Baron Gozo Blog

The special affection Queen Elizabeth II had for Malta

Posted on 17 September 2022

H. M. Queen Elizabeth II and the Duke of Edinburgh at the ceremony of unveiling the Gozo war memorial at it-Tokk Square in Victoria Gozo. Photo: Ino Mario Borg via Facebook page Retro Gozo

The passing of HM Queen Elizabeth II after 70 years of steadfast duty to the people of Great Britain and the Commonwealth is a truly historic event. She is mourned with genuine feeling by millions around the globe. A symbol of stability and continuity, she was a constant presence in many people’s lives for seven decades and will be missed.

Here in Malta, her majesty’s death has been greeted with particular sadness. She was our Queen too and there was a strong bond of affection between the Queen and the Maltese people.

We thought we’d take a look at back at this special relationship to remember the Queen and her special link to Malta with respect and gratitude.


‘Happiest’ times on Malta

Princess Elizabeth married Prince Philip, Duke of Edinburgh, on 20 November 1947, when she was 21 years old and he was 26. They would remain married for 73 years, until his death in 2021. Prince Philip had joined the Royal Navy after leaving Gordonstoun School in 1939, experienced active duty during the war and had risen quickly through the naval ranks.

In 1949 he was was stationed in Malta following his appointment as First Lieutenant of HMS Chequers - leader of the First Destroyer Flotilla in the Mediterranean Fleet. The princess joined him and they made the 18th century Villa Guardamangia on the outskirts of Valletta their home. The villa was owned by Prince Philip’s uncle, Lord Mountbatten.

By all accounts, the newly weds were very happy on Malta and were able to lead more or less ‘normal’ lives. The queen later described Malta as her own “isle of happy memories”. Here, Princess Elizabeth created a home, did her own shopping, and worked with the Soldiers, Sailors, Airmen and Families Association (SSAFA) – a charity that supports serving men and women and veterans from the British Armed Forces. 


The Queen’s visits to Gozo


Wreath placed in front of the Queen Elizabeth II marble plaque installed at Ġużeppa Debrincat’s house. Photo: Sannt Local Council via Facebook

On 2 April 1951, towards the end of their residence on Malta, the Duke and Duchess of Edinburgh made their first official visit to Gozo, Malta’s sister island. The Princess had been invited to unveil a plaque at what was then called Craig Hospital – now Gozo General Hospital.

During this visit, they also saw the new reservoir at Ta‘ Cenc and observed some women making lace at a house in Sannat. If you’ve passed through Sannat you may have seen the marble plaque commemorating the royal visit to Ġużeppa Debrincat’s house.

Princess Elizabeth became Queen in 1952 after her father, George VI died. Her coronation took place on 2 June 1953. Just under one year, later, on 7 May 1954, she visited Gozo again – this time as  Queen Elizabeth II – to unveil the war memorial in Victoria’s Independence Square.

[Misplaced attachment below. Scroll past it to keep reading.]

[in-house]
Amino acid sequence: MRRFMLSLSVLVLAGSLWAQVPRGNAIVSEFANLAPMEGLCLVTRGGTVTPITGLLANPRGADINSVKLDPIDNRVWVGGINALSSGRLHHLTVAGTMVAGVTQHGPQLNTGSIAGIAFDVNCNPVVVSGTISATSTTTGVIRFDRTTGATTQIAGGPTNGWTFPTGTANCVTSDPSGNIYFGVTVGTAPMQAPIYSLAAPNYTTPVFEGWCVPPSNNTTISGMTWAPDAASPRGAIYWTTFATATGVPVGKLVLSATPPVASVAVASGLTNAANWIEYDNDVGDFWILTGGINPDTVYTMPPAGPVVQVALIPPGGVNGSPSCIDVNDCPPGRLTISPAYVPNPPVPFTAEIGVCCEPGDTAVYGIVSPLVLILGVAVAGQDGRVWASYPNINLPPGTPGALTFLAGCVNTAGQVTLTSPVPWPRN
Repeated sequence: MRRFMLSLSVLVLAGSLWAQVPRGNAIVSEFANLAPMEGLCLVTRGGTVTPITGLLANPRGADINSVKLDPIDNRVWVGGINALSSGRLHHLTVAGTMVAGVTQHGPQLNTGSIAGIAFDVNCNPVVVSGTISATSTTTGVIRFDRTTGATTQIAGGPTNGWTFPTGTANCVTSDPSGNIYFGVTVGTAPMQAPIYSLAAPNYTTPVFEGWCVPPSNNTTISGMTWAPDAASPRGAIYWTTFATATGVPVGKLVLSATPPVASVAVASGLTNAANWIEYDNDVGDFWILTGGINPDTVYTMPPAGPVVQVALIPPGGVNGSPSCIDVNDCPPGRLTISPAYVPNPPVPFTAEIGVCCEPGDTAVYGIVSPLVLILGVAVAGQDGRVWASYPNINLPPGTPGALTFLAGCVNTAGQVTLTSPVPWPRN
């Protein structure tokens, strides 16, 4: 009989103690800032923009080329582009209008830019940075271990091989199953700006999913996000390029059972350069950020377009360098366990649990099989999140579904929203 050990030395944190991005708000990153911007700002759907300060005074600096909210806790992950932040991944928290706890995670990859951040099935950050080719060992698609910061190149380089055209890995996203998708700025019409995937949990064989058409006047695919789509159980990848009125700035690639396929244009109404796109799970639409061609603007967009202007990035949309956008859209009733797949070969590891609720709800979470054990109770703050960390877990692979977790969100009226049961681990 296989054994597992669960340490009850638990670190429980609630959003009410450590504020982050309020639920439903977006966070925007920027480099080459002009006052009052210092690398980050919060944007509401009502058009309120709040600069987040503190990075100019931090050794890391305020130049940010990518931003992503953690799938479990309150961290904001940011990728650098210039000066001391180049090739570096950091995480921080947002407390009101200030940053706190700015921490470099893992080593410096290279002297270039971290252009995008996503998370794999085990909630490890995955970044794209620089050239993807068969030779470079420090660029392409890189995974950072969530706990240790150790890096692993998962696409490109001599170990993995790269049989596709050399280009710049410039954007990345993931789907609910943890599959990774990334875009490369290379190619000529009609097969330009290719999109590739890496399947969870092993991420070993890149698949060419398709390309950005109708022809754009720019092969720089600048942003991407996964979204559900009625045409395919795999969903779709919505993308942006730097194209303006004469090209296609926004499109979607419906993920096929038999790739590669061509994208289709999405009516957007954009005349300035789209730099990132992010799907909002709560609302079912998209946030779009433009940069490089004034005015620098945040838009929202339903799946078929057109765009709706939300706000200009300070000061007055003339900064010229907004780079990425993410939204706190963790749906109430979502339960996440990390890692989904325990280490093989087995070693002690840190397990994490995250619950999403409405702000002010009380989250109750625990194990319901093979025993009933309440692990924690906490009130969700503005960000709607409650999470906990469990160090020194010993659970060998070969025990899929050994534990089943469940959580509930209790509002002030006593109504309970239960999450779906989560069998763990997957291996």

Regular visitors to Gozo will know the monument well. It comprises a seven metre tall monument topped with a striking bronze statue of Christ The King. The Queen visited  Gozo next in 1967 when she laid the foundation stone of a new hospital and placed a wreath at the war memorial.


The royal couple in their open-top car during a day visit to Gozo in 1951. Picture taken next to Villa Rundle in Victoria. The photo was used in 2003 for a commemorative stamp (inset) marking the 50th anniversary of the Queen’s coronation. Photo by George Vella Muscat via


George Cross Island

There would be a gap of another 25 years until the Queen once again stepped ashore on Gozo on 30 May 1992. The Queen was visiting Malta to mark the 50th anniversary of one of Malta’s proudest moments.

On 15 April 1942 in the middle of the Second World War, the entire population of the Islands was awarded the George Cross for bravery by King George VI. Malta played a crucial strategic role for the Allies’ North African campaign and had been mercilessly targeted by enemy forces, suffering greatly but never giving in.

As puts it: “Malta holds the record for suffering the heaviest, sustained bombing attack of WW2 –154 days and nights and 6,700 tons of bombs. During the entire time, the island’s population of 270,000 were unerring in their refusal to capitulate.”

You can see the actual medal on display in the War Museum in Valetta as well as a copy of the King’s message: “To honour her brave people I award the George Cross to the Island Fortress of Malta, to bear witness to a heroism and a devotion that will long be famous in history.”

During her 1992 visit, the Queen spent a day on Gozo visiting various sites including a tour of Gozo Cathedral.


A 1992 photo of Queen Elizabeth II and Prince Philip at the Gozo Cathedral visiting the revered statue of Santa Marija. Photo: Gozo Cathedral via


Continuing the royal connection


King Charles III. Photo: House of Lords 2022 / Photography by Annabel Moeller

While we mourn the passing of Queen Elizabeth II, we congratulate her son who is now King Charles III.

A young Prince Charles visited Gozo in July 1968. His itinerary included a tour of the Children’s Home run by the Dominican nuns of Lourdes in Għajnsielem. The Times of Malta reported that the nuns were “Perhaps the most excited group of people in Gozo yesterday.” We look forward to welcoming him back to Malta and Gozo.

Posted in Cultural activities, Heritage, Village life, What to see in Gozo

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